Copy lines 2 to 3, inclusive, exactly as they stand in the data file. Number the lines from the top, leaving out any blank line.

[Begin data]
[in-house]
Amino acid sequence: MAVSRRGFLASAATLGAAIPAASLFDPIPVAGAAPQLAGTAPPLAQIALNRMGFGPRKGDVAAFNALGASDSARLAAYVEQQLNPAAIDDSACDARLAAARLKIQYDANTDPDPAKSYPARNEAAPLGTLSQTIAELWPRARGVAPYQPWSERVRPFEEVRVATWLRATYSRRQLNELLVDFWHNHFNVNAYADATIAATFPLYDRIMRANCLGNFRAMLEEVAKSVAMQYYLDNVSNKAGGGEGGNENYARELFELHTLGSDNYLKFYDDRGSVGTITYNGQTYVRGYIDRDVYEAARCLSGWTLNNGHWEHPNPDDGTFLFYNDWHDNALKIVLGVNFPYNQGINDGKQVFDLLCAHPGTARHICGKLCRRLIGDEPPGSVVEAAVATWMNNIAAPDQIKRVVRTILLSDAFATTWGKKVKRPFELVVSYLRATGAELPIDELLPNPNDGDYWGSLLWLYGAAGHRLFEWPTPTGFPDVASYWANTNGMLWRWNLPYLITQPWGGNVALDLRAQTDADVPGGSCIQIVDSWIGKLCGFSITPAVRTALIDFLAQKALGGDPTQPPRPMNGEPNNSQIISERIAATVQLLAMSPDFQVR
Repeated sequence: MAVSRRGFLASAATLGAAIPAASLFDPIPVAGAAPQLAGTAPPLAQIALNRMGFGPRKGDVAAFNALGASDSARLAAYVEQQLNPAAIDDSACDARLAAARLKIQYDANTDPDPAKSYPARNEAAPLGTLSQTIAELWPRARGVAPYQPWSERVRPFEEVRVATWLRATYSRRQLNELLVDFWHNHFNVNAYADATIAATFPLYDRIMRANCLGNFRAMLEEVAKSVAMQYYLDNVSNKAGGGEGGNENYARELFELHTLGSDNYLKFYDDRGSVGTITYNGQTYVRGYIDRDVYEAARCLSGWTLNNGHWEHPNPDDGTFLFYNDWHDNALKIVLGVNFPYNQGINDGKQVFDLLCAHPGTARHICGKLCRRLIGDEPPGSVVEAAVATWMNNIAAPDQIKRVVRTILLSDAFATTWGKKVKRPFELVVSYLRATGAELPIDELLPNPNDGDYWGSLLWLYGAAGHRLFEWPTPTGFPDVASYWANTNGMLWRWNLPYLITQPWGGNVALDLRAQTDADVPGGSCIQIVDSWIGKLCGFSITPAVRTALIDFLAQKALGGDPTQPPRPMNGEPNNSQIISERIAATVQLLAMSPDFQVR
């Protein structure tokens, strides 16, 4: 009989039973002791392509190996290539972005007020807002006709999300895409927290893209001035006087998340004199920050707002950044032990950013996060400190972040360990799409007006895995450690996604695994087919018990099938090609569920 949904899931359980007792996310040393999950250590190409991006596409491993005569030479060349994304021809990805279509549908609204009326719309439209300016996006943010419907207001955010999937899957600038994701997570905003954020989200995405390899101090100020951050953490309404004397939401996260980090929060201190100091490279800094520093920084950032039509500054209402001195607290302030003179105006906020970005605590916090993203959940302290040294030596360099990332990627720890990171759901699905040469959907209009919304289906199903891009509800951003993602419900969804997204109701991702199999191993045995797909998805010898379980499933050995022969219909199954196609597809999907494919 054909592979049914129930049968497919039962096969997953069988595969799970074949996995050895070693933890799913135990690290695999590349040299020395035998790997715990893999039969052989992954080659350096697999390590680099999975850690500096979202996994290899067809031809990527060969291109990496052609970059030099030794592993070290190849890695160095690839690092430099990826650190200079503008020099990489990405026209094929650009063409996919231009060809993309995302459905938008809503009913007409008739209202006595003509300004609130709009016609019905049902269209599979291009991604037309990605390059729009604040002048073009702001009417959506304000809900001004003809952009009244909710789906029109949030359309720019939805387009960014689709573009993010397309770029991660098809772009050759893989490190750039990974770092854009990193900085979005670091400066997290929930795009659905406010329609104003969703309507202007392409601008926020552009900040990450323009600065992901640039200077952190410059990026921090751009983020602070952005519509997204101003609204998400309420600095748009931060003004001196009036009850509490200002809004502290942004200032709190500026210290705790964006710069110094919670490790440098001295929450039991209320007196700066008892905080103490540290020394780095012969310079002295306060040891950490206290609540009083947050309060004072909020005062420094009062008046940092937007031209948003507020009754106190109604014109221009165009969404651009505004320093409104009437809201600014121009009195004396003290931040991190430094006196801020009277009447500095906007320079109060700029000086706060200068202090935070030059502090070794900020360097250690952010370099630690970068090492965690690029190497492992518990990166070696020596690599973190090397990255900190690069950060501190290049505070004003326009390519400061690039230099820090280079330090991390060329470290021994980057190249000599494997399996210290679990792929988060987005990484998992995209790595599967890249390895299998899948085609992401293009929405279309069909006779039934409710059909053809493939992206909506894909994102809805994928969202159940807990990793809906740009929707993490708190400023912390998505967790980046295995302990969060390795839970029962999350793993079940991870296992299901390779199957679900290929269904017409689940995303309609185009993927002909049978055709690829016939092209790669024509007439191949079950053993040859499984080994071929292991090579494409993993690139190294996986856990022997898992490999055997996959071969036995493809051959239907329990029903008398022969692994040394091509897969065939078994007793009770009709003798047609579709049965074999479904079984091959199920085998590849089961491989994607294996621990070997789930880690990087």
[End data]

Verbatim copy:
Amino acid sequence: MAVSRRGFLASAATLGAAIPAASLFDPIPVAGAAPQLAGTAPPLAQIALNRMGFGPRKGDVAAFNALGASDSARLAAYVEQQLNPAAIDDSACDARLAAARLKIQYDANTDPDPAKSYPARNEAAPLGTLSQTIAELWPRARGVAPYQPWSERVRPFEEVRVATWLRATYSRRQLNELLVDFWHNHFNVNAYADATIAATFPLYDRIMRANCLGNFRAMLEEVAKSVAMQYYLDNVSNKAGGGEGGNENYARELFELHTLGSDNYLKFYDDRGSVGTITYNGQTYVRGYIDRDVYEAARCLSGWTLNNGHWEHPNPDDGTFLFYNDWHDNALKIVLGVNFPYNQGINDGKQVFDLLCAHPGTARHICGKLCRRLIGDEPPGSVVEAAVATWMNNIAAPDQIKRVVRTILLSDAFATTWGKKVKRPFELVVSYLRATGAELPIDELLPNPNDGDYWGSLLWLYGAAGHRLFEWPTPTGFPDVASYWANTNGMLWRWNLPYLITQPWGGNVALDLRAQTDADVPGGSCIQIVDSWIGKLCGFSITPAVRTALIDFLAQKALGGDPTQPPRPMNGEPNNSQIISERIAATVQLLAMSPDFQVR
Repeated sequence: MAVSRRGFLASAATLGAAIPAASLFDPIPVAGAAPQLAGTAPPLAQIALNRMGFGPRKGDVAAFNALGASDSARLAAYVEQQLNPAAIDDSACDARLAAARLKIQYDANTDPDPAKSYPARNEAAPLGTLSQTIAELWPRARGVAPYQPWSERVRPFEEVRVATWLRATYSRRQLNELLVDFWHNHFNVNAYADATIAATFPLYDRIMRANCLGNFRAMLEEVAKSVAMQYYLDNVSNKAGGGEGGNENYARELFELHTLGSDNYLKFYDDRGSVGTITYNGQTYVRGYIDRDVYEAARCLSGWTLNNGHWEHPNPDDGTFLFYNDWHDNALKIVLGVNFPYNQGINDGKQVFDLLCAHPGTARHICGKLCRRLIGDEPPGSVVEAAVATWMNNIAAPDQIKRVVRTILLSDAFATTWGKKVKRPFELVVSYLRATGAELPIDELLPNPNDGDYWGSLLWLYGAAGHRLFEWPTPTGFPDVASYWANTNGMLWRWNLPYLITQPWGGNVALDLRAQTDADVPGGSCIQIVDSWIGKLCGFSITPAVRTALIDFLAQKALGGDPTQPPRPMNGEPNNSQIISERIAATVQLLAMSPDFQVR